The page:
It’s been a weird duck year in many ways: Honey’s return followed by her kidnapping of an entire brood (Dorothy’s); Dorothy’s re-nesting and raising of six healthy ducklings; my having to capture an entire brood before it was killed by Honey, then sending it to rehab; a woman trying to release three huge, flightless, and domesticated Rouen ducks in the pond (she was stopped by me); and then the late-season arrival of dozens of mallards, accompanied by three wood ducks (Aix galericulata): Frisky, Blockhead, and Ruth.
When I stopped feeding them, they left, and for a while there were no ducks. Now, when the pond is largely frozen but we have a bit of open water, one to six ducks visit the pond every day or so. When there are only a few, I will feed them, as they’re obviously overwintering in Chicago, like many mallards this year. (See Greg’s post, just before this one, about mallards overwintering farther north.)
Today we have one hen, whom I’ve named Quackers because she quacks plaintively when she sees me. She’s been here two days, but had five companions yesterday. I hope she’ll leave, but she seems comfortable for the time being, despite most of the pond being covered with ice. I give her plenty to eat, as she needs fuel to keep warm.
Here’s Quackers being a Dali duck (that’s what we call ducks who hang over the edge like Dali’s watches):
Quackers is in good shape and, from the pattern on her bill, is clearly not Honey:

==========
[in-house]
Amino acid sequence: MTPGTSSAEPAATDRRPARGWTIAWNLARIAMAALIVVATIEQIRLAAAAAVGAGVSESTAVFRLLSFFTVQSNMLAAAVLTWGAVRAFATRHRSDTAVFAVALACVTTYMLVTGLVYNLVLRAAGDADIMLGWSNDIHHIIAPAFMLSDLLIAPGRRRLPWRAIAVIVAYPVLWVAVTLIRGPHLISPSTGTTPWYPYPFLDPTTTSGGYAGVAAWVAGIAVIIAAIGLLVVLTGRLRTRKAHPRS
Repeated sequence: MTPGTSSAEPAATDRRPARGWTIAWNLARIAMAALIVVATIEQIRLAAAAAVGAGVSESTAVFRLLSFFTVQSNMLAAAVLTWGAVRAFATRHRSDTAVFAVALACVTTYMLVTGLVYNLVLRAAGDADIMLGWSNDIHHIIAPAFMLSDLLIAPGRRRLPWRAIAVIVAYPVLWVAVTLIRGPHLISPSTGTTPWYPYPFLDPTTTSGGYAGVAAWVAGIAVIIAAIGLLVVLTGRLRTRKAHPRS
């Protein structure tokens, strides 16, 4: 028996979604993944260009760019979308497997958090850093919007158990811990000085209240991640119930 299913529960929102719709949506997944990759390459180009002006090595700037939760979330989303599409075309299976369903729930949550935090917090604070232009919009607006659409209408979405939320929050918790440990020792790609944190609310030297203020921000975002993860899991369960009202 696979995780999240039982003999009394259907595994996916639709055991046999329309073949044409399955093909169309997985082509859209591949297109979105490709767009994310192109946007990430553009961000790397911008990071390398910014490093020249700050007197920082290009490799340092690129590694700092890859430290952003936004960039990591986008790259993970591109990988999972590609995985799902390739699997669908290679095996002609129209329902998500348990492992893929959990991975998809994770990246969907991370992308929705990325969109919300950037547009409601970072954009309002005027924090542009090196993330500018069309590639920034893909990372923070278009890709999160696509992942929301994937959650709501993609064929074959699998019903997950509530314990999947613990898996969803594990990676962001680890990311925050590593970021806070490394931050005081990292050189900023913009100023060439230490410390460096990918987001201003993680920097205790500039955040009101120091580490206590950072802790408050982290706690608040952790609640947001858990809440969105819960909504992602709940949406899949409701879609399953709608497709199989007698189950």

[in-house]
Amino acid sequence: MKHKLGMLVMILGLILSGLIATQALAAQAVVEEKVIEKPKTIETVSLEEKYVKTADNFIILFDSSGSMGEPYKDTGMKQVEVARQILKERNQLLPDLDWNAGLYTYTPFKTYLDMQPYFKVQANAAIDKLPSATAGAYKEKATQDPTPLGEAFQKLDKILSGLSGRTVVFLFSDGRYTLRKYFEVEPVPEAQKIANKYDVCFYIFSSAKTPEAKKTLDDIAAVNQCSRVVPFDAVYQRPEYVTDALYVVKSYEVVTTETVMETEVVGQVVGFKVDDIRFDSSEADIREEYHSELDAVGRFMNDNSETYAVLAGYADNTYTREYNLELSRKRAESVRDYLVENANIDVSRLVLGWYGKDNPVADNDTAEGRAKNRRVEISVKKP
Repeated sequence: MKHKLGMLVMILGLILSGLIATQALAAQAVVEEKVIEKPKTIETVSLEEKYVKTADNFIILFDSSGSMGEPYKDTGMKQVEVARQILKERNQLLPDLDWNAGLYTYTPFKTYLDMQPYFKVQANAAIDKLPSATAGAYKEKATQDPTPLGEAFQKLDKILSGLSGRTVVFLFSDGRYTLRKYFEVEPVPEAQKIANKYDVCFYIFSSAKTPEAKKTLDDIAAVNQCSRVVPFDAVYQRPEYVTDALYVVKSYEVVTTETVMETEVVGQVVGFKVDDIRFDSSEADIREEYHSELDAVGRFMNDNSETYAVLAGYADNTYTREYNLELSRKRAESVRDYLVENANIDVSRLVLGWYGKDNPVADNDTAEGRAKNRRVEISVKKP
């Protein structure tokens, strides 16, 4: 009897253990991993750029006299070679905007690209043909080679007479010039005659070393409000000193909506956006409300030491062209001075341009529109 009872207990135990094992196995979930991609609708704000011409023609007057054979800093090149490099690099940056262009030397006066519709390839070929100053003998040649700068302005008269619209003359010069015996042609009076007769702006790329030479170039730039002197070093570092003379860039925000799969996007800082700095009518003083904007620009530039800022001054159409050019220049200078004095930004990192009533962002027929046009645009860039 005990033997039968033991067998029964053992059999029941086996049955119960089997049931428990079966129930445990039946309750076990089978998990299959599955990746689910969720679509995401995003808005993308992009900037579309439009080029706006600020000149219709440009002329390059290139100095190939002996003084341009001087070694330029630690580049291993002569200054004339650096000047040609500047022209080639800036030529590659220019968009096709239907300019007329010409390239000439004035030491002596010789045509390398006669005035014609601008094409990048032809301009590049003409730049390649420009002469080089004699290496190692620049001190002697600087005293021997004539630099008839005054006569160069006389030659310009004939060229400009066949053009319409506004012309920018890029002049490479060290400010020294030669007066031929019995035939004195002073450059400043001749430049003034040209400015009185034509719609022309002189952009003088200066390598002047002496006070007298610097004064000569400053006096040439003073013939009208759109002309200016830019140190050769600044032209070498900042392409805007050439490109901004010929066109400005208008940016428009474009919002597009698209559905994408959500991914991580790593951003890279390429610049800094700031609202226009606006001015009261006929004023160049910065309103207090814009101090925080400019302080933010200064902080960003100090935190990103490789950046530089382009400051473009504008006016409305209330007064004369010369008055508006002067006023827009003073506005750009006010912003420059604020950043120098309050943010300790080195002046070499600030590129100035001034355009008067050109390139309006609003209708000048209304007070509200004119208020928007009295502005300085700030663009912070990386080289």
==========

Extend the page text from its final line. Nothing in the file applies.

Quackers swimming and eating her duck pellets. That water is wicked cold, as I discovered when I put my hand in it the other day, but ducks are well insulated. They also have countercurrent blood flow in their legs and feet so they won’t lose too much heat. Note the footprints:
Duck footprints all over the ice and snow:
On the soft snow, you can see impressions of the whole foot:
On the ice, where the webbing doesn’t leave an imprint, you can see impressions of the three weight-bearing toes:
And just to reprise some highlights of the season, here’s Frisky canoodling with Ruth:
And Honey with her supplemented brood (I believe you can count all 17 ducklings here):
A bit older. She raised seventeen this year, only half of which were hers:
And that’s it for 2020, folks. I’ll be back tomorrow, but posting may be light as your host rests on the holiday.